Starting with one fridge on East Johnson Street, the project is expanding its network.
Madison’s newest hot spot for fresh foods is also a hub for mutual aid.
Since late July, a fledgling grassroots group called Madison Community Fridges has been stocking a refrigerator on the lawn at 1005 East Johnson St., near the intersection with Brearly Street. Some of the residents at the address who work at Troy Farm fill the fridge with leftover produce. A small pantry for perishable goods also sits next to the fridge. Madison Community Fridges invites neighbors to add food and community members to help themselves. “Take what you need, leave what you can,” is their motto. Read more at Tone Madison.
Poetry and music combine in this year’s live-streamed event.
This year, with the arts at a near standstill as venues remain closed and artists are unable to tour due to the worsening COVID-19 pandemic, Irvin re-thought the Black Arts Matter Festival’s mission and presentation.
“My goal was to safely present artists and to support artists. Believing ‘Black arts matter’ means paying Black artists,” Irvin says. “My goal this year was to definitely give a platform for them. It’s an opportunity to feel community from wherever you are.” Read more at Tone Madison.
The mutual-aid organization makes a case for fashion-based reparations.
Reparations Thrift purposefully connects fashion with reparations. Cultural appropriation is rampant, particularly on Instagram, says Thrift co-head Venus Han. Personalities like the Kardashians get likes—and accumulate social capital—by cherry-picking aspects of style from Black and brown cultures. Read more at Tone Madison.
When Madison activist Brandi Grayson ended her work with the Young Gifted and Black Coalition in 2016, she walked away with a new understanding of how to affect change. But she recognized that despite vocal and tireless efforts, there’s no guarantee that others will change. Read more at bravamagazine.com.
Shunned by his church and college, Zak Stowe finds a home directing “Southern Baptist Sissies”
Five years ago, Zak Stowe was being raked over the coals for trying to stage a play that his conservative Lutheran college considered anti-Christian. Now in Madison, Stowe is making his directorial debut with StageQ’s Southern Baptist Sissies, the story of young gay men finding themselves in Texas. Read more at Isthmus.com.
When you bike nude around Madison, people are overjoyed to see you. They stop to smile, wave, laugh, cheer and take photos and videos. The mid-June World Naked Bike Ride, a 400-strong parade of merry pranksters, smeared with sunscreen and body paint, rang bike bells and shouted body-positive encouragement like “You’re beautiful!” to stunned and delighted bystanders. Do note that this cycle gang was 75 percent male and 98 percent white.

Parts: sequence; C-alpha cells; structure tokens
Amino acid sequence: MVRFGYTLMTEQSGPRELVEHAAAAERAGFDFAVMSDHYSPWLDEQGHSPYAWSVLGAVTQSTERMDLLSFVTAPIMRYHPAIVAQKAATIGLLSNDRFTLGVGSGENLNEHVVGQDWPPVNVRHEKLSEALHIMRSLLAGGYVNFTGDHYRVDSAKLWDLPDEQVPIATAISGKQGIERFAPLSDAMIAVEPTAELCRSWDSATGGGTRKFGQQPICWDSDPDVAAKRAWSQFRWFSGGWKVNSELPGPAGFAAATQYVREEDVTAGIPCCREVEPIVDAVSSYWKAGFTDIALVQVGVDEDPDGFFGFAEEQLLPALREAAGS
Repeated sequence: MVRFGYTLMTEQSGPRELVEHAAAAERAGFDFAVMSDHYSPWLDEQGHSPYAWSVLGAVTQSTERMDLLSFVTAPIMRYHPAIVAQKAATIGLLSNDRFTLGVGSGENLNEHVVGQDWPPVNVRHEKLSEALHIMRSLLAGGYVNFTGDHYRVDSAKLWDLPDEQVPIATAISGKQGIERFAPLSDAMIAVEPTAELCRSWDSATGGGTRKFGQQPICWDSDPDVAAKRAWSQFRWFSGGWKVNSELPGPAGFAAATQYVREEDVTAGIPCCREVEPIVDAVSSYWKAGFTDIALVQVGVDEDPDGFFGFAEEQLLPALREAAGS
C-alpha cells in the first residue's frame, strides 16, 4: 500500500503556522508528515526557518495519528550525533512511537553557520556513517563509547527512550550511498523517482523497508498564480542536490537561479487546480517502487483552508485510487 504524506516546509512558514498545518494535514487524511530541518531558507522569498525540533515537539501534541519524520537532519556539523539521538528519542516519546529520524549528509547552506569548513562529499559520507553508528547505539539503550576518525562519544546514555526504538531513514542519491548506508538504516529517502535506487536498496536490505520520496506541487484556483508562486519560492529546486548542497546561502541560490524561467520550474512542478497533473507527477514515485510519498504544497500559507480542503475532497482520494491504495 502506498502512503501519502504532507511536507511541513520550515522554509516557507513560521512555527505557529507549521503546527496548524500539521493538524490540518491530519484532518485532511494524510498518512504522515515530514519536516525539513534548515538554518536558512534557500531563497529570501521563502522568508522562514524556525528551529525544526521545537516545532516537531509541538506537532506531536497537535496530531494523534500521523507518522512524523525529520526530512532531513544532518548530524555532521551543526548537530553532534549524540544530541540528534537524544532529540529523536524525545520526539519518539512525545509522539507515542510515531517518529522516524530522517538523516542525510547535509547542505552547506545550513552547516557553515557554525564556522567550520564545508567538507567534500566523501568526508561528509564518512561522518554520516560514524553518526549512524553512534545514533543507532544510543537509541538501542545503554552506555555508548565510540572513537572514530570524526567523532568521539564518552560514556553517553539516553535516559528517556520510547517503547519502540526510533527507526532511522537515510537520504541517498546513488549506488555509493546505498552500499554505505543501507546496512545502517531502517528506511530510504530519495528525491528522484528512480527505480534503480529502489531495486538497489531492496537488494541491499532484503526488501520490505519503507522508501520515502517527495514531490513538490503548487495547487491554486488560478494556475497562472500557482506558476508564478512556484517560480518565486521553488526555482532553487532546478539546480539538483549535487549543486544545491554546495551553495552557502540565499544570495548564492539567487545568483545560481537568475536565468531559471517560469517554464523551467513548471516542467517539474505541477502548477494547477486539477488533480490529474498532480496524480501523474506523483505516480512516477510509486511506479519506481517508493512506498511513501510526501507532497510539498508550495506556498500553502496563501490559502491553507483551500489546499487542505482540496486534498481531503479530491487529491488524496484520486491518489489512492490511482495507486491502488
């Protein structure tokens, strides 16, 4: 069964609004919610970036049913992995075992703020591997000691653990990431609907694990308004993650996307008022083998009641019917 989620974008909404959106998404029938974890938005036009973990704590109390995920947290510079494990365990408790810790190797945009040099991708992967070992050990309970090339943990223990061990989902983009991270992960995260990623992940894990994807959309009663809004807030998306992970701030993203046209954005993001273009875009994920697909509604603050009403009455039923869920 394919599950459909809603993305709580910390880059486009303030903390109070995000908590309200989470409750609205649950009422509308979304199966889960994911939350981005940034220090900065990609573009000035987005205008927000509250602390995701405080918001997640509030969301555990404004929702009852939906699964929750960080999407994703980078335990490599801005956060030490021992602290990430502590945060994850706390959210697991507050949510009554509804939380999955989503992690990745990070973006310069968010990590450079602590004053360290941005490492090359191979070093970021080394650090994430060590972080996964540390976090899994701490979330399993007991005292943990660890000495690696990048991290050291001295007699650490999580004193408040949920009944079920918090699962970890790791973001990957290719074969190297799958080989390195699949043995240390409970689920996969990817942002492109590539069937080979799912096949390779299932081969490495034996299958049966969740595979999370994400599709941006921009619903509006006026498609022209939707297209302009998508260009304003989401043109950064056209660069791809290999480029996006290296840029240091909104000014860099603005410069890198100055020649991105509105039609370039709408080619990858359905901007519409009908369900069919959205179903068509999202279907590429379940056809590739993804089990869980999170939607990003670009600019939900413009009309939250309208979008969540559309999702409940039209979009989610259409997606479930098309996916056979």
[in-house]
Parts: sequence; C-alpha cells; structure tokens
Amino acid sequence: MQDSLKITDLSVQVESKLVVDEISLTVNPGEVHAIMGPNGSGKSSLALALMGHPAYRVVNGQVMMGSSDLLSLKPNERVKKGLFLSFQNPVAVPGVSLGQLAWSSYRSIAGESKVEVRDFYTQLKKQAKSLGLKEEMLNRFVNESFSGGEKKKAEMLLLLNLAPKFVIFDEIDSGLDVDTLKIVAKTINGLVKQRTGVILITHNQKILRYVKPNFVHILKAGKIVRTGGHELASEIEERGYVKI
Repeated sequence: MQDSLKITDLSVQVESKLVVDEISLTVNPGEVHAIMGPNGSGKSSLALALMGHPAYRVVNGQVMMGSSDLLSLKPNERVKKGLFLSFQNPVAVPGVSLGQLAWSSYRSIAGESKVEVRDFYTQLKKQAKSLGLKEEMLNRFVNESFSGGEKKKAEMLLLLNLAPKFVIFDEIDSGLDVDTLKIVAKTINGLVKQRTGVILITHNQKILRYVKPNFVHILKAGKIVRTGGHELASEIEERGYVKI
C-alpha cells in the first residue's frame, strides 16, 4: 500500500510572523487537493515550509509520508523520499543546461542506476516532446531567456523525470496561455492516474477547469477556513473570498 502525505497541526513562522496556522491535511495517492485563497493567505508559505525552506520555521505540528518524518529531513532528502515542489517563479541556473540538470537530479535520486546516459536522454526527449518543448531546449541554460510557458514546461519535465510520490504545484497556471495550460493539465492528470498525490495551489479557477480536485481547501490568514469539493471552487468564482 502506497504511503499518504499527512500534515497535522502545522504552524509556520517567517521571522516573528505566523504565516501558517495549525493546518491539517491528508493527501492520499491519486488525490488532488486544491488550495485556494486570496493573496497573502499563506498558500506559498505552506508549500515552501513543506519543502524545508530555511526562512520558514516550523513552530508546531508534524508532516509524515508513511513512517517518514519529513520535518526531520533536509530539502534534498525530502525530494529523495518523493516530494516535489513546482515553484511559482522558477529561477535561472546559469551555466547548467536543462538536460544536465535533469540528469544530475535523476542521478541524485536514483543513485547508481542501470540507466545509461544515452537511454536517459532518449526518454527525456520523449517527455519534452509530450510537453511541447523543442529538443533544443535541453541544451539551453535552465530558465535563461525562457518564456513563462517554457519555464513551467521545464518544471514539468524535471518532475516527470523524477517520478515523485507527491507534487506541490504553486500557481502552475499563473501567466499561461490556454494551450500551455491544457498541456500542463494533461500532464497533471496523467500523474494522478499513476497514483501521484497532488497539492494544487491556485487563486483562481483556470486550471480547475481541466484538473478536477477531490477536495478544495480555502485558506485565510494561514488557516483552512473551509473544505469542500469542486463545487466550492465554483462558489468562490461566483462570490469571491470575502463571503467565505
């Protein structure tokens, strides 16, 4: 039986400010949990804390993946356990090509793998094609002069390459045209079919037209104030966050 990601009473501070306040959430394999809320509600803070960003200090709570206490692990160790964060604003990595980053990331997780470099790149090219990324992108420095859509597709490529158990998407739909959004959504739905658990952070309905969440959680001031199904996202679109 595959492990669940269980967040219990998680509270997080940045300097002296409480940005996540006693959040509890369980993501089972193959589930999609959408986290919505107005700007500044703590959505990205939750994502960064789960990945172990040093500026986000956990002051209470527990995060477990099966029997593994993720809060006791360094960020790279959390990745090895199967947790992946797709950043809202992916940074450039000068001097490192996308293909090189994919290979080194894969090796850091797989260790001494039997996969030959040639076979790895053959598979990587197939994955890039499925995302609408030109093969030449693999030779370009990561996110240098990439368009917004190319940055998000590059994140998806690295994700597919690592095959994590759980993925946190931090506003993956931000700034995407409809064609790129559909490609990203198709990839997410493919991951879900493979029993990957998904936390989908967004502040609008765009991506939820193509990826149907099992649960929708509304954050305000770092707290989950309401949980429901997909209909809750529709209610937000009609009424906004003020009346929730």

Madison’s political forays into public nudity are growing. The pro-body positivity, anti-oil-dependence fun cruise of Madison’s ninth edition of the World Naked Bike Ride this year presented a noticeable contrast to the experiences women in Madison have had participating in annual nipple-equality events like the upcoming Nipple Empowerment 2018-Rally For RCC. The former is not technically legal, while the latter is 100% on the books in Madison. In the gap between the two events is a lot of what we need to change about how society treats people who aren’t white men. Read more at Tone Madison.
“A Lady’s Guide to Selling Out” is a witty look at modern office culture
Verona native Sally Franson has not sold out — by her own definition — though the title of her debut novel indicates otherwise.
The former Isthmus writer graduated from Verona High School in 2002 before relocating to New York City to attend Barnard College. In 2005, during her senior year, she scored an unpaid internship — save a free Metrocard — fact-checking, pulling clothes for photo shoots and contributing articles to the Daily Candy, a now-defunct, then-pioneering style site and e-newsletter. After her formative years in tie-dye and Birkenstocks, she idolized the trendy chic female employees who gave her a quick lesson in professional dynamics from an office in SoHo. Read more at Isthmus.com.
The founder of LunART Festival opens up about her mission
Discrimination and sexism often prevent women from thriving in the arts, but not for much longer, if Iva Ugrćič (OO-gurr-cheech) has anything to say about it. The Serbian-born flutist has launched the inaugural LunART Festival, June 28-30, partly in response to the negative experiences she faced while beginning a music career in Europe. Read more at Isthmus.com.
*An adapted version of this post was published in Tone Madison.
My heart is broken and yet somehow still breaking.
One of my favorite bands played my town. And had a noticeably shitty time. Just walked off of the stage after a song about an hour and a half into the set, no real goodbye.